Baked-in federal style

Federal agencies are in a position to take advantage of the transition to a postdigital environment, too. In the Postdigital Enterprise, all five technologies are well established and even common, but the power comes from the intersection of some or all of these technologies. As fiscal pressures increase the government is doing more with less. CIOs can seize this opportunity to act as a catalyst to transform their organization into a Postdigital Enterprise. The proper execution of these technologies may enable federal agencies to do much more without substantial investment. In some cases there may even be reductions in cost. The benefits are for the agency mission as well as the internal administration of the agency.  An organization can leverage tools they may already have, even if they do not have mature solution for all five of the disruptive technologies, they can leverage the intersections of the technologies they have already invested in. 

The five disruptive technologies are not all the same. Three technologies have direct benefits that consumers are looking for (mobile, social, and analytics). One is the engine (cloud) and one is the brakes (cyber).  People are not seeking cloud for cloud’s sake, but focused on an outcome or mission task that is supported by the cloud. In an automobile, brakes were added to allow one to go faster. It is tempting to say that the brakes function is to stop the automobile, but in the bigger picture brakes allow us to go faster safely. Cyber also should be viewed this way. If the cyber intelligence is elegantly deployed, it should allow an organization to do more than ever before, in a safe way.

We have already seen the disruptive power of these technologies alone or in pairs. As we prepare for and move into the post-digital age, we will see the level of disruption accelerate. Although disruption can bring chaos, it also can bring opportunity depending on how prepared you are and how you manage it. The world will move at a faster pace, demanding change at a faster pace and there will be shifts in the marketplace. To be effective, the federal CIO should get ahead of the curve and not wait for the safe flow behind the curve. This is a time for innovation in connecting IT to the agency mission. CIOs earn their seat at the table through operational excellence, and by harnessing the power of technology.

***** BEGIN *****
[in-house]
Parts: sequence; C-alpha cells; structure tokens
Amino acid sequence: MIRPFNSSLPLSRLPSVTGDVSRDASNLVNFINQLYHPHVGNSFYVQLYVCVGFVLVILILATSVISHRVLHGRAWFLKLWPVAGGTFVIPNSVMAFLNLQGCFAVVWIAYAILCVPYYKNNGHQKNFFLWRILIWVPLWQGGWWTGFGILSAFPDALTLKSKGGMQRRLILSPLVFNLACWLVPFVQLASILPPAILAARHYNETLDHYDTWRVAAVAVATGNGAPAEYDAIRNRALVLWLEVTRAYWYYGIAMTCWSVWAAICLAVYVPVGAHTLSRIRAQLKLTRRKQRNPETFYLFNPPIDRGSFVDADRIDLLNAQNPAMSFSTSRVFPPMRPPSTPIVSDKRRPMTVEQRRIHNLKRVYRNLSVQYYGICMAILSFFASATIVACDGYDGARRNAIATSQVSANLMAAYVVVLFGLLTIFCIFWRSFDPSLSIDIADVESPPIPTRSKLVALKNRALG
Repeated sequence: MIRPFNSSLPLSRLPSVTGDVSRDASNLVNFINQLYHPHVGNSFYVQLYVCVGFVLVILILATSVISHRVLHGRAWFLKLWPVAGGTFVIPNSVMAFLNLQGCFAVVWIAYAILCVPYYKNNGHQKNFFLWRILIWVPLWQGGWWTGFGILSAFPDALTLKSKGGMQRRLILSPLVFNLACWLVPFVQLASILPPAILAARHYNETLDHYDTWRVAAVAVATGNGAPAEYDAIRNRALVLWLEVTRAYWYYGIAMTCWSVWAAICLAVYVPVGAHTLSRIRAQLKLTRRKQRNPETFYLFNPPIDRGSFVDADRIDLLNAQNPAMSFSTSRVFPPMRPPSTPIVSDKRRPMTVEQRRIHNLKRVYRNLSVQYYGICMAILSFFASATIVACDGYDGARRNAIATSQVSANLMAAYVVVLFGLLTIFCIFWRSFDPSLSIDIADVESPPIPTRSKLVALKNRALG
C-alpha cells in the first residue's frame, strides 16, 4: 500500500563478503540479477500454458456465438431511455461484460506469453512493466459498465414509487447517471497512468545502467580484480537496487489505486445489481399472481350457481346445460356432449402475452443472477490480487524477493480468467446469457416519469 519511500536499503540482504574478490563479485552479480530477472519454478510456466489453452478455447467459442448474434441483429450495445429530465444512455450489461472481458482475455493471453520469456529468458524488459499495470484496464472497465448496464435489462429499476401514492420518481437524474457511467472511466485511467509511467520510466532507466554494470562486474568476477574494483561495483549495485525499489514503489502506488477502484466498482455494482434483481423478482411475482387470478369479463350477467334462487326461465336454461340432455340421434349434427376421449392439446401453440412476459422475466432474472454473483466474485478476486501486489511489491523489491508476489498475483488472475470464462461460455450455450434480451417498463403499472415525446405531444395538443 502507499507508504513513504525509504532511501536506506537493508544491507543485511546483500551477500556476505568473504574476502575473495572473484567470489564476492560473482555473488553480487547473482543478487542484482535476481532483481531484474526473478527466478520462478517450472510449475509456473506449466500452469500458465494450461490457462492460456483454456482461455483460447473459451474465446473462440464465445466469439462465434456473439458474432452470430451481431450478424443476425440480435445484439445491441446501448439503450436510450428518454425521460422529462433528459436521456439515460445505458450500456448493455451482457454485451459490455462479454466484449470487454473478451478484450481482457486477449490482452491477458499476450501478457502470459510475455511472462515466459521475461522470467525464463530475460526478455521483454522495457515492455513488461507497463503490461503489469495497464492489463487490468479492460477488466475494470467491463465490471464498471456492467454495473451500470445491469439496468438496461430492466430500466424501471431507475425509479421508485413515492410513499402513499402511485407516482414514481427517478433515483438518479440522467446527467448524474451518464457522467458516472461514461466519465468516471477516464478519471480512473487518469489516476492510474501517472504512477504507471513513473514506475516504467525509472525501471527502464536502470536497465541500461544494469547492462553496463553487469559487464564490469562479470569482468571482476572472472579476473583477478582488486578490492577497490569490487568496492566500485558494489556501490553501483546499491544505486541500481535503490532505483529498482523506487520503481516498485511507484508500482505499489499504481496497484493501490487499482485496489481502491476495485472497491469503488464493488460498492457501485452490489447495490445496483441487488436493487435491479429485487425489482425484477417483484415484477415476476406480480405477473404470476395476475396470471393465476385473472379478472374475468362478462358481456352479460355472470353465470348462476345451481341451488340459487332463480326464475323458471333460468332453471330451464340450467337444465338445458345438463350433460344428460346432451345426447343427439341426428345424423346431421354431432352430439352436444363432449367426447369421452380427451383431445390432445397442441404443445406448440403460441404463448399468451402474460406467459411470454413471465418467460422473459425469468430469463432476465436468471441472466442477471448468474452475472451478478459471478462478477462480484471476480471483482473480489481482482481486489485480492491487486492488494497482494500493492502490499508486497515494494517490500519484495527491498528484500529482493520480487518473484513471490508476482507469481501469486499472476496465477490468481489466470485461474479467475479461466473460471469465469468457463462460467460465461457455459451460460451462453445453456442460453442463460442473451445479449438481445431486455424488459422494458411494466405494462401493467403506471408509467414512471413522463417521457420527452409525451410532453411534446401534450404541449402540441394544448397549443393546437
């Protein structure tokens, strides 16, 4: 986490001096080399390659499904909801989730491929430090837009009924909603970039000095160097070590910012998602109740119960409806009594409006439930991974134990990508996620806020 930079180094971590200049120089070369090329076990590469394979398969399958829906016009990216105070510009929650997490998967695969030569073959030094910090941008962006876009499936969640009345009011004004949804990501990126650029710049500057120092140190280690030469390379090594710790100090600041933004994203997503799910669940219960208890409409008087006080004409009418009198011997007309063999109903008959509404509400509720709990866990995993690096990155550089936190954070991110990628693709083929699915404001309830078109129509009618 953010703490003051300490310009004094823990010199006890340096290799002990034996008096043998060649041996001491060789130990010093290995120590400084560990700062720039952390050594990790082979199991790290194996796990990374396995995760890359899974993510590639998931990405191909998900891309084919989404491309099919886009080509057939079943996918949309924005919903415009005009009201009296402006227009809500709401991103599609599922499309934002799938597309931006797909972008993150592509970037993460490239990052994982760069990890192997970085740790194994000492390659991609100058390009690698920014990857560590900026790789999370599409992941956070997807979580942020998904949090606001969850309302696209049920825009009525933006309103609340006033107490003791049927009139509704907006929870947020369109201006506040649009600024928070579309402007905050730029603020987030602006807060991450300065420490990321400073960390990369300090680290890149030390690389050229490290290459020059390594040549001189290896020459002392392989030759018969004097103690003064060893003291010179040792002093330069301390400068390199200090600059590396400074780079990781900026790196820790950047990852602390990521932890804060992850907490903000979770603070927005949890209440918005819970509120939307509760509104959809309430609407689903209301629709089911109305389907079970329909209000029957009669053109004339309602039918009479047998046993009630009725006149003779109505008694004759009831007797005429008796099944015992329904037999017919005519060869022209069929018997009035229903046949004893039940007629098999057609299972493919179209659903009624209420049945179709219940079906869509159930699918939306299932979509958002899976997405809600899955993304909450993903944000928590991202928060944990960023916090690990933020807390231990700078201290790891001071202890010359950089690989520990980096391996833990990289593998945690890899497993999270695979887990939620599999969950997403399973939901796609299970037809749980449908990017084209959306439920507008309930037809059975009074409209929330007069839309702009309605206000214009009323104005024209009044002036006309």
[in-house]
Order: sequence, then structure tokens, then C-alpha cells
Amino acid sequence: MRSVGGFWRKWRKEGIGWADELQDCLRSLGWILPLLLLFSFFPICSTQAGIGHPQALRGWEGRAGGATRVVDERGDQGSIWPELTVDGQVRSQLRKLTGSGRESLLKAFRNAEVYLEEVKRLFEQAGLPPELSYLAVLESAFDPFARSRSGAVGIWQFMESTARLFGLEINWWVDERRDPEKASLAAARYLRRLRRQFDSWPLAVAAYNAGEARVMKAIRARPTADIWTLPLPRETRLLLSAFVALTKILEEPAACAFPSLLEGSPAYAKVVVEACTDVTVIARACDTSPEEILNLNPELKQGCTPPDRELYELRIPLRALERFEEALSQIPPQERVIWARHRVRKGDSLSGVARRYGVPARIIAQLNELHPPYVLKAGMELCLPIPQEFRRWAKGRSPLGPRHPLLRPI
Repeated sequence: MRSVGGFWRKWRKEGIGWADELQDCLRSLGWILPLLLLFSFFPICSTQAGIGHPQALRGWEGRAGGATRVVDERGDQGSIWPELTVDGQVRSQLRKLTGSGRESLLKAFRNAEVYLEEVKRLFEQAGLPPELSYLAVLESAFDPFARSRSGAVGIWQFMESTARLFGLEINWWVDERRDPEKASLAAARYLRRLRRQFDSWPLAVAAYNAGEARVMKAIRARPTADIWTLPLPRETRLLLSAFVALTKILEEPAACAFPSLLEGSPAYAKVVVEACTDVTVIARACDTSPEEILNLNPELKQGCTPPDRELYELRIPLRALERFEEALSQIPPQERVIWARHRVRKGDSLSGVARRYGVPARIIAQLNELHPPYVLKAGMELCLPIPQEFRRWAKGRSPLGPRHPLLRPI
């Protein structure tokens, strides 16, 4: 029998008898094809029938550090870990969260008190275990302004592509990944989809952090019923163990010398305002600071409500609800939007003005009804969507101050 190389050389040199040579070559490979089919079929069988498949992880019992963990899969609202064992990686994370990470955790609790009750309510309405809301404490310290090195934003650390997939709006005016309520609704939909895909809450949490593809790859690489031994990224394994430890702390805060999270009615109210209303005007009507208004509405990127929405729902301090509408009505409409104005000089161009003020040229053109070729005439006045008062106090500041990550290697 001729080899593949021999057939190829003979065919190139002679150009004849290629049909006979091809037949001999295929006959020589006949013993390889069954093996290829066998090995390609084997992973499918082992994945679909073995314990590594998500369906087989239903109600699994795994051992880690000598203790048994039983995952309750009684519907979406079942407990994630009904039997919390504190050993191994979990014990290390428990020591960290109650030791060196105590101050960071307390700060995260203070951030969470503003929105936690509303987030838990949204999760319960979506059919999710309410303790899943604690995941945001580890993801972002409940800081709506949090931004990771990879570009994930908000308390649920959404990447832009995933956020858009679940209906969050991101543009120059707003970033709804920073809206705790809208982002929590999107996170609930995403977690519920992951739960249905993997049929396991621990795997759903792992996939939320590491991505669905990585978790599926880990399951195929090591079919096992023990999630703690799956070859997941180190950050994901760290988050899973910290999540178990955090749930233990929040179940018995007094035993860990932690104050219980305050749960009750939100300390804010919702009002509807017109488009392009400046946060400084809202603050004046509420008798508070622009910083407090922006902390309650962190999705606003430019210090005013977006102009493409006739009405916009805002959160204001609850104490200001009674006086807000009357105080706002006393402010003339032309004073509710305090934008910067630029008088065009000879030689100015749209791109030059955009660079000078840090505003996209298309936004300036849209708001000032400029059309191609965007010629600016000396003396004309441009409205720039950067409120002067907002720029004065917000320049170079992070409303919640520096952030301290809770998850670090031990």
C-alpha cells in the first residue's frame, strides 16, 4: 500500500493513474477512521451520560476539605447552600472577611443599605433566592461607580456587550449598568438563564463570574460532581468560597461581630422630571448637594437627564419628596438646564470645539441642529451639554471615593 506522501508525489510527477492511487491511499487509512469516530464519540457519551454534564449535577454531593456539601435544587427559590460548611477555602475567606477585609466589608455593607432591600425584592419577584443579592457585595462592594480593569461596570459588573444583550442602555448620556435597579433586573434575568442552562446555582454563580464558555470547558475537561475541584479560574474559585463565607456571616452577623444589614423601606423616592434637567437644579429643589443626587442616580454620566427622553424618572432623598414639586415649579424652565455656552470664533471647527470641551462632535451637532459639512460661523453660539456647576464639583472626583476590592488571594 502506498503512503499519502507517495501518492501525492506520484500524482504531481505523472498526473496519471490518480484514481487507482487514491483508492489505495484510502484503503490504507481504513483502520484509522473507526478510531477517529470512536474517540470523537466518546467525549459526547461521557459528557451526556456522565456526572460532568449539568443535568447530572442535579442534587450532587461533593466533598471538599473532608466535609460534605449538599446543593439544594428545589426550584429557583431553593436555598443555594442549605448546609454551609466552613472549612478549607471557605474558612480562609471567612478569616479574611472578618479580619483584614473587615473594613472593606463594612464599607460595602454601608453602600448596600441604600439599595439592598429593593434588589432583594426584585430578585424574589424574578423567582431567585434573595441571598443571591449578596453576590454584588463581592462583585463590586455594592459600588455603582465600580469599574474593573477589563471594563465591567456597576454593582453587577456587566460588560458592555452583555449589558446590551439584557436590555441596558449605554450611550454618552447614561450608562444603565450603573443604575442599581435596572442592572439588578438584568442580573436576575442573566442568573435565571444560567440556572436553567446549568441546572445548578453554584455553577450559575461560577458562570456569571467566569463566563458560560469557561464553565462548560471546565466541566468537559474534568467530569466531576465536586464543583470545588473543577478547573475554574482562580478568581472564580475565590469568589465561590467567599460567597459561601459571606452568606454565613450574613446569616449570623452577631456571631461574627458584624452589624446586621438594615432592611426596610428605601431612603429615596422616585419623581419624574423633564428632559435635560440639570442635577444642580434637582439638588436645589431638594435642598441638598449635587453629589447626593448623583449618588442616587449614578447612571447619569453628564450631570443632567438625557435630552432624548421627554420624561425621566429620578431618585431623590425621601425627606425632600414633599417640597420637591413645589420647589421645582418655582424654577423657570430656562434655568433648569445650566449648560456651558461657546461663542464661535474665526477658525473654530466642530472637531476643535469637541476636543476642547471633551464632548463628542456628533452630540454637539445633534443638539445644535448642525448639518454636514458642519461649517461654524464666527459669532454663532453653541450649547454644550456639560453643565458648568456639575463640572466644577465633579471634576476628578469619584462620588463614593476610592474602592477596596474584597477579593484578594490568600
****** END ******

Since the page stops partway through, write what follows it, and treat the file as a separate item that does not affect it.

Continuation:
For organizations to be, successful they will need to manage and take advantage of the change. Here are some characteristics of the changing landscape.

  • Influence may shift toward the end user or customer as well as the employees.
  • Organizational and data silos could be minimized to favor a more collaborative environment.
  • Mobility can un-tether organizations so that authorized users truly have information at any time and any place they need it.
  • Social and business networks will be even more important than they are now.
  • Workers will function in a data rich environment where they can focus on the critical pieces of information.
  • Elasticity and agility will be key drivers in moving forward.
  • Organizations will move past static ecosystems and have a dynamic value chain.
  • Decisions will be enriched with research-based innovations and direct insight. We will be able to move from hindsight to insight to foresight. We will be able to think bigger than ever before, while starting small and failing fast, then scaling to very large efforts.

The convergence of the five technologies discussed here help an organization to not only survive this change but to thrive. It is rare for so many technologies to have such an impact at the same time and this convergence creates great opportunity. As the organization learns to leverage these transformational technologies, that organization will be in a position to move their mission forward in a significant way. Such a movement will require us to see, think and act differently. These technologies only will be transformative if we make the changes that allow us to take advantage of them.